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You have, over the years, likely exhausted all conventional synonyms in your undoubtedly nuanced appraisals of Xiu Xiu’s curious allure—there are, after all, only so many pages in a thesaurus dedicated to "confrontational," "abrasive," and "hysterical"—and so for the sake of expediency, allow us to propose an adjective that may have heretofore escaped you: subtle. It goes without saying that Xiu Xiu’s singular idiom is a haunted amalgam of narrative intimacy and aural violence. But for as much as is made of Jamie Stewart’s sonic sadism and horrorshow narratives, what really sets Xiu Xiu so powerfully apart from their would-be contemporaries isn’t the open-wrist assault, but the obsessive attention to every detail buried within the band’s devastating squall.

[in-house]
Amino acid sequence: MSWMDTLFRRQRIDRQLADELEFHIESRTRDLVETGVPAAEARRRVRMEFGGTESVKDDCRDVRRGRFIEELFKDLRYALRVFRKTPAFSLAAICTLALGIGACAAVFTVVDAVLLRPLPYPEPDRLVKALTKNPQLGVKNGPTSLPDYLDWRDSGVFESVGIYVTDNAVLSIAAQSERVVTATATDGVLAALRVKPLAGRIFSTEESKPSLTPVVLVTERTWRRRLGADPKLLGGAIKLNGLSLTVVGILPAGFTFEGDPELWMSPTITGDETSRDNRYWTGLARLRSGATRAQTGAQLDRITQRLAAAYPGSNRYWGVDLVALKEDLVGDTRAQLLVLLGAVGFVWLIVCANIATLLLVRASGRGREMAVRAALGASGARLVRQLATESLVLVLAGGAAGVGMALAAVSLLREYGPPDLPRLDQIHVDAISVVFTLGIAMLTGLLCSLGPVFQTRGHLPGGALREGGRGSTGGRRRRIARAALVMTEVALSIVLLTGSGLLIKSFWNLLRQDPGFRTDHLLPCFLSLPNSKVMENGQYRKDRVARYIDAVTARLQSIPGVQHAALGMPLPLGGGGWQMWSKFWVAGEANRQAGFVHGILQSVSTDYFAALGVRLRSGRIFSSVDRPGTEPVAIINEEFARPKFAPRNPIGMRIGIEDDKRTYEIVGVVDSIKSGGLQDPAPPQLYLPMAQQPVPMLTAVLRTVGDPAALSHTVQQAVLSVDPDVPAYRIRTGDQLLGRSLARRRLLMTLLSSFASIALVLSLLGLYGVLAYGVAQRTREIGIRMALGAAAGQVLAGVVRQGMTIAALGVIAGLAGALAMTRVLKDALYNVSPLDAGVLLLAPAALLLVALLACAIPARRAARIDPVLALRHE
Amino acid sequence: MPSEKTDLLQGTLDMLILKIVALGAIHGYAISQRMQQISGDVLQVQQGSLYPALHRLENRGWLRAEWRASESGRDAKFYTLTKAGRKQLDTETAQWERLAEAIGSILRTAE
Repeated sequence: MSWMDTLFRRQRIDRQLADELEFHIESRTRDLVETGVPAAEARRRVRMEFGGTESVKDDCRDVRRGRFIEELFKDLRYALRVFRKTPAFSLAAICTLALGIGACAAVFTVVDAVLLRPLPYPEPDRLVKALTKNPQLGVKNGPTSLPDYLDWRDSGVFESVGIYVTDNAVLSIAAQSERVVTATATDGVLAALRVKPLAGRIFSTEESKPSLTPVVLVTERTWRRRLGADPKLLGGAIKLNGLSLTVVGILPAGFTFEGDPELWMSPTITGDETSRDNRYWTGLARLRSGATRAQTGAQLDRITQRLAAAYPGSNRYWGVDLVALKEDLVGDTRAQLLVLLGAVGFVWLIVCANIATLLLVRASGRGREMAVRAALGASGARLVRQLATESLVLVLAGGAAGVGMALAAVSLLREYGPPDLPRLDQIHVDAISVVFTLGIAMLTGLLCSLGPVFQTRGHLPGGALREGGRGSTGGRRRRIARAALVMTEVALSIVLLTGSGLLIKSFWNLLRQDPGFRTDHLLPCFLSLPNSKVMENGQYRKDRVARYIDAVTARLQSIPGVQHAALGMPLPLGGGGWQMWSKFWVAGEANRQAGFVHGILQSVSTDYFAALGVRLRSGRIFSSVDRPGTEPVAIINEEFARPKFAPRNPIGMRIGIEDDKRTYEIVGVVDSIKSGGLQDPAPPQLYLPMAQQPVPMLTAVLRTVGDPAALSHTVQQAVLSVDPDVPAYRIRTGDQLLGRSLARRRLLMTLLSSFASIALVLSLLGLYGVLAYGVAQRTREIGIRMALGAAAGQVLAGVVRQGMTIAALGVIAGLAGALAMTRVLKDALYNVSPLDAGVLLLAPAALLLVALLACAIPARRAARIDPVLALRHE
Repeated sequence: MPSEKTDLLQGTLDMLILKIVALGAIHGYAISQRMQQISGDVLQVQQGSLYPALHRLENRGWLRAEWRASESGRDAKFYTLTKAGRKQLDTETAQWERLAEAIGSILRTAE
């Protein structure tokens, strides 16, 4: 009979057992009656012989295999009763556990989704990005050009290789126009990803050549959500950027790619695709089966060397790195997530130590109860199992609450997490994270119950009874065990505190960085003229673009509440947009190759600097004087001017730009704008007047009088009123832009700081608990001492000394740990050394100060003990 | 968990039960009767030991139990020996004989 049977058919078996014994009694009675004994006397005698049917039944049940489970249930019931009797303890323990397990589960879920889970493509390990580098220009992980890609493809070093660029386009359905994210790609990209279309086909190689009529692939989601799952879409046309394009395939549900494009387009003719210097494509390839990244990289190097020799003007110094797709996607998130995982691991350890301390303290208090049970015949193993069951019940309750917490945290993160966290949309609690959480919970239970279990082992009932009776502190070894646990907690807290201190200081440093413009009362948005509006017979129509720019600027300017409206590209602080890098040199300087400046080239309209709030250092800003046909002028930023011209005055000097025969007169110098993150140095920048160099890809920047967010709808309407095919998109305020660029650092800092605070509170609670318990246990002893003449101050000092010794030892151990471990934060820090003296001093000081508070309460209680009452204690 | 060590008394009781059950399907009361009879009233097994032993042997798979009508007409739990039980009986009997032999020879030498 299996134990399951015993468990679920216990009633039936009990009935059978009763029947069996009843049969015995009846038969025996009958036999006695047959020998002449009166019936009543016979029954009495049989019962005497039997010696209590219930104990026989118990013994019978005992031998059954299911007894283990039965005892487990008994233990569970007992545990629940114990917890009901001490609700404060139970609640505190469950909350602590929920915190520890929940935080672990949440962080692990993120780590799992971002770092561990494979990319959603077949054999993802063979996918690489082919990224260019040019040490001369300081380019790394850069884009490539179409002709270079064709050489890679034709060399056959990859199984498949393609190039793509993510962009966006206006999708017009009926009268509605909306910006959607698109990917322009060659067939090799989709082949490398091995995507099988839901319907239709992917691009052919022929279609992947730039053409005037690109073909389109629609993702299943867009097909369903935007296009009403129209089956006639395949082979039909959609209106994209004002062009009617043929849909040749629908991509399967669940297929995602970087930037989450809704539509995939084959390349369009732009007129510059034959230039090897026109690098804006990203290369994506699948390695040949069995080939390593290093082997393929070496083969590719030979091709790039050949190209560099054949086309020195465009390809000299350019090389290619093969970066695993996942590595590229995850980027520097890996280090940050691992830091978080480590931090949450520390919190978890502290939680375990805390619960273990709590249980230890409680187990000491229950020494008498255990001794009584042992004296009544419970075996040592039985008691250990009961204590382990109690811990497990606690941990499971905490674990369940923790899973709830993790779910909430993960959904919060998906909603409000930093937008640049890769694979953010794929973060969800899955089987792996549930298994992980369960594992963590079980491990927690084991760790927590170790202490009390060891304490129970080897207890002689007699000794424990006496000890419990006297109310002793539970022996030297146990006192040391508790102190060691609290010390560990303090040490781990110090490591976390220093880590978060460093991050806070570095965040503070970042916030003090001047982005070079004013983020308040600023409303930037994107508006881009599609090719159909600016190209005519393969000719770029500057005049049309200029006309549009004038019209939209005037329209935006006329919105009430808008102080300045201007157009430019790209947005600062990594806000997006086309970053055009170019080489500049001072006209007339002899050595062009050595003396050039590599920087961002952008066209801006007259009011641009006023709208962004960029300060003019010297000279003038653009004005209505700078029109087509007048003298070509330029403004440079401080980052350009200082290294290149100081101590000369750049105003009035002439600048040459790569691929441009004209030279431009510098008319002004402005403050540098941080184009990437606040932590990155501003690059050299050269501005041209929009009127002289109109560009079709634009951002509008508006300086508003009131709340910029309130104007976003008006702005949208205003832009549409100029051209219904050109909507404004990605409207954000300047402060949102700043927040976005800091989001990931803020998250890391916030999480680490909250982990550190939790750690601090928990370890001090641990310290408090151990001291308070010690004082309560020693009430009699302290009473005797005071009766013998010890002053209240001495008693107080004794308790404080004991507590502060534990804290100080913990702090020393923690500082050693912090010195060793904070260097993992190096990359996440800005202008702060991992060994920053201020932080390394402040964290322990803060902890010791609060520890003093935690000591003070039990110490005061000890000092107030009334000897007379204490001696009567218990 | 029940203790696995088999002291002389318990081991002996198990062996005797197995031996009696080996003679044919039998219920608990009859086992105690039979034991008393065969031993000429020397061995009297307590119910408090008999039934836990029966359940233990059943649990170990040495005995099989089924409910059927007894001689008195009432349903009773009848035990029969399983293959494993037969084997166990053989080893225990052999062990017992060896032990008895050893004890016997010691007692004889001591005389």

Xiu Xiu was formed in the brain of Jamie Stewart in the summer of 2000. Originally from San Jose, CA the band released their debut LP Knife Play in 2002 and quickly followed it with the Chapel of the Chimes EP on Absolutely Kosher Records. Constantly at work the band’s second full-length, 2003's A Promise, maintained the dark melodies and heavy percussion and brass instrumentation people had begun to expect from Xiu Xiu. Over the next two years the band released the more pop friendly Fabulous Muscles (2004) and La Foret (2005). In 2006 Stewart broke with longtime member Mculloch before recording the bands fifth LP, the Air Force with production done by Deerhoof drummer Greg Saunier. In 2008 the band recorded Woman as Lovers, a record marked with greater synth-pop influence.